Definitions for WHIPʰwɪp, wɪp
This page provides all possible meanings and translations of the word WHIP
Random House Webster's College Dictionary
whipʰwɪp, wɪp(v.)whipped; whipt, whip•ping
(v.t.)to beat with a flexible implement, as a strap, lash, or rod, esp. as punishment; flog.
to urge on with or as if with lashes.
to castigate with words.
to train or organize forcefully:
to whip the team into shape.
to defeat; overcome:
to whip a bad habit.
to hoist or haul by means of a whip.
to move, pull, or seize with a sudden movement:
She whipped out her camera.
to fish (a body of water) with rod and line, esp. by making repeated casts.
to beat, as eggs, to a froth with an implement.
to overlay or cover (cord or rope) with cord, thread, or the like.
to wind (cord, twine, or thread) about something.
to sew with a light overcasting stitch.
(v.i.)to go quickly and suddenly; dart.
to lash about:
flags that whip in the wind.
whip off, to write hurriedly:
to whip off a book report.
whip up, to prepare quickly: to incite; arouse:
to whip up dinner in ten minutes.
to whip up the mob.
(n.)an instrument for striking, as in driving animals or in punishing, typically consisting of a lash or other flexible part with a more rigid handle.
a lashing stroke or motion.
a utensil for whipping; whisk.
a dessert of beaten egg whites or cream, flavoring, and often chopped fruit:
a party manager in a legislative body who secures attendance for voting and directs other members. (in Britain) a written call made on members of a party to be in attendance for voting.
a windmill vane.
a tackle consisting of a fall rove through a single standing block
Ref: ( single whip ); ( double whip ).
the wrapping around the end of a whipped cord or the like.
Ref: Also called whirl. 16
a branchless shoot of a woody plant, esp. one resulting from the first year's growth of a bud or graft.
Origin of whip:
1200–50; ME w(h)ippe (n.), w(h)ippen (v.), akin to or < MD, MLG wippen to swing, vacillate
an instrument with a handle and a flexible lash that is used for whipping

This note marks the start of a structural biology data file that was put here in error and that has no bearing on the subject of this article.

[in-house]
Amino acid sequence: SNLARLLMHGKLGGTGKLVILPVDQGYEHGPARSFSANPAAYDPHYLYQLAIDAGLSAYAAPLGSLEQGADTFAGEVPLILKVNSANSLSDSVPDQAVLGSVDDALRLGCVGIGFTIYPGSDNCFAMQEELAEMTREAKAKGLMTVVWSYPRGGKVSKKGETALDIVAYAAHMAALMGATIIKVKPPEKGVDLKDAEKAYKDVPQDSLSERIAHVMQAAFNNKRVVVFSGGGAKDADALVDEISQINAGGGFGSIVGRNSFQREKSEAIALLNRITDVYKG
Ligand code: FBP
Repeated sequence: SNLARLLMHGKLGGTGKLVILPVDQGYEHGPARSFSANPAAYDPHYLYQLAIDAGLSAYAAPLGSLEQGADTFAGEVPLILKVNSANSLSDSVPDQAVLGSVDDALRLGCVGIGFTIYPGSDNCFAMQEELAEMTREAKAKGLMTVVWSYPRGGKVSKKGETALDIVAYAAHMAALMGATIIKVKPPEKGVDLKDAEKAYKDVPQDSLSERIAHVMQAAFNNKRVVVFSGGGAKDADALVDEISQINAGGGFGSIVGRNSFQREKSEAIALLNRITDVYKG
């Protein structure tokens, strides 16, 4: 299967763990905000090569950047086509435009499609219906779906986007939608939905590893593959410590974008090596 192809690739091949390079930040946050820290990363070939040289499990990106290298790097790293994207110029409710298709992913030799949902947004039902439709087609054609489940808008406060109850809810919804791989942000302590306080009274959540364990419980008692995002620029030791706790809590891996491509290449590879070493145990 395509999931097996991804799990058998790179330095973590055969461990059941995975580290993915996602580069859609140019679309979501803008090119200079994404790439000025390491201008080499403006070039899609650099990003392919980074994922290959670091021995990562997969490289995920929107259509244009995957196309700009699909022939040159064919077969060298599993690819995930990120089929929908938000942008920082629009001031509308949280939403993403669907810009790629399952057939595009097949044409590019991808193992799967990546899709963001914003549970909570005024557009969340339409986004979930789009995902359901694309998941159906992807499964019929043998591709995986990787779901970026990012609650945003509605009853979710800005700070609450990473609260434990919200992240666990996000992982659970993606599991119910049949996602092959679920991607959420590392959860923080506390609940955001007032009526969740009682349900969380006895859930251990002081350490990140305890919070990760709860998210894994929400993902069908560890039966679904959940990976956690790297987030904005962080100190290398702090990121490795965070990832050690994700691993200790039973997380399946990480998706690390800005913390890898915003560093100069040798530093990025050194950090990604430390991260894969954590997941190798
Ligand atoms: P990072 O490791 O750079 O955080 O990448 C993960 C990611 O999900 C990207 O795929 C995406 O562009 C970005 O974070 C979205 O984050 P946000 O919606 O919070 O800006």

whip, party whip(noun)
a legislator appointed by the party to enforce discipline
a dessert made of sugar and stiffly beaten egg whites or cream and usually flavored with fruit
(golf) the flexibility of the shaft of a golf club
whip, lash, whiplash(verb)
a quick blow delivered with a whip or whiplike object
"the whip raised a red welt"
flog, welt, whip, lather, lash, slash, strap, trounce(verb)
beat severely with a whip or rod
"The teacher often flogged the students"; "The children were severely trounced"
worst, pip, mop up, whip, rack up(verb)
"He mopped up the floor with his opponents"
thrash about flexibly in the manner of a whiplash
"The tall grass whipped in the wind"
strike as if by whipping
"The curtain whipped her face"
whip with or as if with a wire whisk
"whisk the eggs"
blister, scald, whip(verb)
subject to harsh criticism
"The Senator blistered the administration in his speech on Friday"; "the professor scaled the students"; "your invectives scorched the community"
Kernerman English Learner's Dictionary
a long, thin piece of leather for hitting a person or animal
a horse whip
to hit with a whip
Slaves were whipped as punishment.
to defeat by a large amount in a game
The Raiders whipped the Giants last night.
to move somewhere very quickly
The riders whipped past the spectators.; I whipped the book out of the water before it got ruined.
to beat food quickly to get more air into it
Whip the cream.
A lash; a pliant, flexible instrument, such as a rod (commonly of cane or rattan) or a plaited or braided rope or thong (commonly of leather) used to create a sharp "crack" sound for directing or herding animals
A member of a political party who is in charge of enforcing the party's policies in votes.
A purchase in which one block is used to gain a 2:1 mechanical advantage.
(slang/African American Vernacular English) A mode of personal motorized transportation; an automobile, all makes and models including motorcycles, excluding public transportation.
A move in which one player transfers momentum to another.
To hit with a whip.
whip the horse.
By extension, to hit with any flexible object.
I whipped her with a newspaper.